Today is 9 August 2011 and it is also Singapore’s 46th birthday. We have come a long way since our independence in 1965 but have we also lost a lot along the way? To some, we have gained more than we lost. To me, it’s not about how much we lost/gained but rather about the value. What have we lost in these years? A little sense of belonging, maybe? A little sense of patriotism, maybe?
In a modern world where Internet (with social media) prevails, it is easier for people to share their feelings and thoughts. We no longer have to gather together in front of a TV at community centres nor do we need sit around coffee stalls just to meet and catch up with each other. We interact with the computers more than human beings. I get updated on my friends’ status even without leaving my house. Unfortunately I also have to guess my friends’ well beings since I don’t have that physical interactions.
Just within the past few days, I saw many facebook postings and blogs on Singapore’s 46th National Day. Most of them are best wishes for Singapore and Singaporeans. However, I noticed there were a few which were rather melancholic. One of my friends posted “爱国是……把国旗挂在心中，不是挂在每盛盏路灯”. Basically this meant that patriotism is within the heart and not the act of putting up the national flag. Another said “My Country; Our Home. The attitude every citizen should have”. Finally, I like (and agree with) what Fang Zhi Yuan wrote in Temasek Review. Usually I take these comments with a pinch of salt as they tend to be personal or even politically inclined. However, I could resonate with these comments this time round as I share the same sentiments since a long time ago.
I considered myself lucky to have lived in an era that could personally experience Singapore transforming from kampong houses to modern high-rise buildings. Many of my peers (and younger friends) probably do not know there was a profession called “Night Soil Carrier” where the man will collect the human waste in buckets from house to house. During my younger days, most of my friends were already staying in public housing flats with proper toilet flushing system. However, I stayed in a kampong-like environment where I had to do my “business” into buckets of faeces and most of the time, I could literally see worms moving in the bucket. Sounds disgusting? It sure was. Then I also remembered that one of my favourite childhood activities was to follow my mother to the 7th month ‘Getai’ shows where the stage was built on stilts. I remember running around these stilts, eating maltose candy (麦芽糖) and enjoying the performance with my mother. Back then, I even had a secret code with my neighbours. I would clap my hands three times if I want to talk to my neighbour behind my house; and two times if I want to talk to my neighbour on the right. My dad knew about my secret code and would sometimes play a prank on me by clapping his hands. Although life was simple then, I enjoyed my childhood very much. Together with my friends, we would catch fishes in the drain, butterflies and spiders in the bushes and even fireflies in the night. Sometimes we also do naughty things like stealing rambutan from someone else’s garden and tying a thread to the tail of a dragonfly. Then with industrialization, we had to move out of our kampong and into public housing flats. Not only have I lost touch with my kampong buddies, I also have not made any new close friends in the new estate. For that matter, I seldom see my neighbours often as their doors were usually closed. This is the first social erosion that I experienced.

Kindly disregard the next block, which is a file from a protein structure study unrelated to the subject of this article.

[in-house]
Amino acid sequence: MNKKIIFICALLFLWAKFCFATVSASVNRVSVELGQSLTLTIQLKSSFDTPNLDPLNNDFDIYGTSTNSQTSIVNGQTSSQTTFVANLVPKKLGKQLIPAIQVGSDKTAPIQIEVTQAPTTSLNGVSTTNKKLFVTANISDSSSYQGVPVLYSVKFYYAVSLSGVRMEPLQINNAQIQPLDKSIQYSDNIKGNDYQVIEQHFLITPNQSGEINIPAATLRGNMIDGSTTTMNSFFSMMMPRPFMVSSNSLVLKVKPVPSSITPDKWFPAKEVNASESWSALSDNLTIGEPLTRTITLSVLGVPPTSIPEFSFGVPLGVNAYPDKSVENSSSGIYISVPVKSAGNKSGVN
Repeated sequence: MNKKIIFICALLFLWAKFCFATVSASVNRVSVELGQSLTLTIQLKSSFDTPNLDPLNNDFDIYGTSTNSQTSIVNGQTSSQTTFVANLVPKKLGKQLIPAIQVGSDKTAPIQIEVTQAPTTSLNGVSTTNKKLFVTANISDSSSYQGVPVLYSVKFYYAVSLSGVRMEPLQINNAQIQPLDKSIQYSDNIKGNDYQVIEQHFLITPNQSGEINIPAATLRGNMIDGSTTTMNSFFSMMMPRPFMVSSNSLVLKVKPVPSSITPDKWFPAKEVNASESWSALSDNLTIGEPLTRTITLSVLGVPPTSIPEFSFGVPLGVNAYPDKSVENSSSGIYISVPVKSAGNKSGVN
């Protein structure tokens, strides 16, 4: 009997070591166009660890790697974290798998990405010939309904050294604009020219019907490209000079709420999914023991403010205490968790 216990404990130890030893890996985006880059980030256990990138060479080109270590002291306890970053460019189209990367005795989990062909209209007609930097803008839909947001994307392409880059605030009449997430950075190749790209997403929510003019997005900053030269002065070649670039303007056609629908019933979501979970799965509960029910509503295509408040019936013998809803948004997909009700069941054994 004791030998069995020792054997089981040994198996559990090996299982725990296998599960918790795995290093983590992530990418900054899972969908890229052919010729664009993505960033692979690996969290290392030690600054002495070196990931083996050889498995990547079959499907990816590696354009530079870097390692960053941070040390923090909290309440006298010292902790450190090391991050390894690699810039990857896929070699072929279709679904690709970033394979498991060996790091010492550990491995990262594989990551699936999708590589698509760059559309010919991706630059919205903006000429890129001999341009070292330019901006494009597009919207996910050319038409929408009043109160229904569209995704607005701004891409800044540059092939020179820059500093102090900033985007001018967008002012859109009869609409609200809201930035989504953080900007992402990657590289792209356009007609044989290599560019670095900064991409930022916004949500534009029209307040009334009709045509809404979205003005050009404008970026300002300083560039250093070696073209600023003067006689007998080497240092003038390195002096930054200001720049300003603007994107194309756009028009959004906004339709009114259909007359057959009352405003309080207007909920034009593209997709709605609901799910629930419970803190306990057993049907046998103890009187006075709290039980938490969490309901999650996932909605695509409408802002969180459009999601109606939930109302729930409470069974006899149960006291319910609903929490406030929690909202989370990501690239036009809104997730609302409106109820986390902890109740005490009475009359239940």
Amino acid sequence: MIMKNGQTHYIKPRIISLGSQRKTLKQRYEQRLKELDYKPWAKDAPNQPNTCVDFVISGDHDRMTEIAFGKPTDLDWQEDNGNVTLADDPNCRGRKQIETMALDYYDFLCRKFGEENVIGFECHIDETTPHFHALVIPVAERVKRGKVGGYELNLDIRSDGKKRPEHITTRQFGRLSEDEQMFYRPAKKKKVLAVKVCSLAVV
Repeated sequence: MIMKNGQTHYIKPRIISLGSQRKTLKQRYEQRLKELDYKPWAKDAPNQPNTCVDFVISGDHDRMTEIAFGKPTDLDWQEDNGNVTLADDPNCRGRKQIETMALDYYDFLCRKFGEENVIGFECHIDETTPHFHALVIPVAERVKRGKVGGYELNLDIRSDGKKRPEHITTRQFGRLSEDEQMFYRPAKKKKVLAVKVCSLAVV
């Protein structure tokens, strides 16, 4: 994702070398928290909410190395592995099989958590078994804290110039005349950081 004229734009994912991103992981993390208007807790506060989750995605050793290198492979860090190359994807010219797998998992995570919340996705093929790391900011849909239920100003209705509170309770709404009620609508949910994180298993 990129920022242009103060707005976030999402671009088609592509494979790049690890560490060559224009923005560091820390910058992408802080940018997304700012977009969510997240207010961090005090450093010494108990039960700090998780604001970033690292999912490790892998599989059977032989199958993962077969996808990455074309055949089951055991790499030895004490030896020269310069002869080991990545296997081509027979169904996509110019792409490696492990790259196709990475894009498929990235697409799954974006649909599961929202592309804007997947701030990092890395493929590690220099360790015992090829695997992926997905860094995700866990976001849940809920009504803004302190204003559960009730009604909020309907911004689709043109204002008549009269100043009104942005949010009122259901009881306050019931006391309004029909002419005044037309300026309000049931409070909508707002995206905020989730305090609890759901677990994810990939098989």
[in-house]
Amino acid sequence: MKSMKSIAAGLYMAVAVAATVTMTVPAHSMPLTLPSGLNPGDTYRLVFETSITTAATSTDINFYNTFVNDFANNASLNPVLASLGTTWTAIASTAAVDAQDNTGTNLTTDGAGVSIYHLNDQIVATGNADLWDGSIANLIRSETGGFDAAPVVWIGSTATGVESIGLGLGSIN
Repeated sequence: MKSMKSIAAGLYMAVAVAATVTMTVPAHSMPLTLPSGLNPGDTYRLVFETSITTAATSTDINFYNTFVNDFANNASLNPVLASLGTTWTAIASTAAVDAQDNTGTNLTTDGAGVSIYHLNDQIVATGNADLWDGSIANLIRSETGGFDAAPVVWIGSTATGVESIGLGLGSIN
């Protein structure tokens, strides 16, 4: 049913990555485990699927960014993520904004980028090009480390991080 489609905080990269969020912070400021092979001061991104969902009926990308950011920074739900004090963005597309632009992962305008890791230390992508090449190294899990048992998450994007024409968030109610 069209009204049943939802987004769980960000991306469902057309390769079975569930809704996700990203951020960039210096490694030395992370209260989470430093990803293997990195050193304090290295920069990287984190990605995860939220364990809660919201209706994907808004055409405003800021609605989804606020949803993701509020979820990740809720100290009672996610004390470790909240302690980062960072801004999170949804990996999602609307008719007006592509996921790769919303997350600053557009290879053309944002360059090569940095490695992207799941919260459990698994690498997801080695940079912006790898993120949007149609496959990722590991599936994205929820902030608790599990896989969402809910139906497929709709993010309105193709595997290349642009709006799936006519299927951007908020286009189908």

I believe I am experiencing the second wave now. Lesser physical interactions, coupled with the increasing affluence of the nation and people, I think we have become more self-centred and more apathetic about our country. Recently I had a conversation with some of my friends and so we started talking about National Day Parade (NDP). One of my friends said NDP was a waste of time and resources and he didn’t understand why people would queue up to get the tickets and sit under the sweltering heat to watch the parade. He also said he would not want to go to the NDP even if he had a chance. Another one then added that National Service was also a waste of time. The third one, who is a foreigner converted to Singaporean, asked “Will you send your sons to the army if you have a choice?”. I told him that I have 2 daughters and hence the question was irrelevant for me. But if I had sons, I would definitely send them to the army. With that, I gave a reason to excuse myself as I could not see myself participating in that discussion anymore. Sometimes, it’s not just women with hormonal issues. Guys can also get emotional and I happened to be one in that occasion. I like to use this analogy of country and family. My parents gave me life and education. If one day they run into trouble and need my help. Will I help? If the help requires me to wear a thick uniform under the hot sun and fight the enemies, will I complain and run away instead? If my parents had done well and achieved some public recognition, will I feel happy or boo? If there are (perceived) better, richer families, will I disown my (poor) parents and foster the new family? My country is like my family in this case. I was born and bred here. Good or bad, I am staying to make it a better place. Like the lyrics in our classic 1987 National Day song “We are Singapore” … This is my country. This is my flag. This is my future. This is my life.
Let’s enjoy this classic song for another time and may you have a great day ahead. Happy National Day, everybody!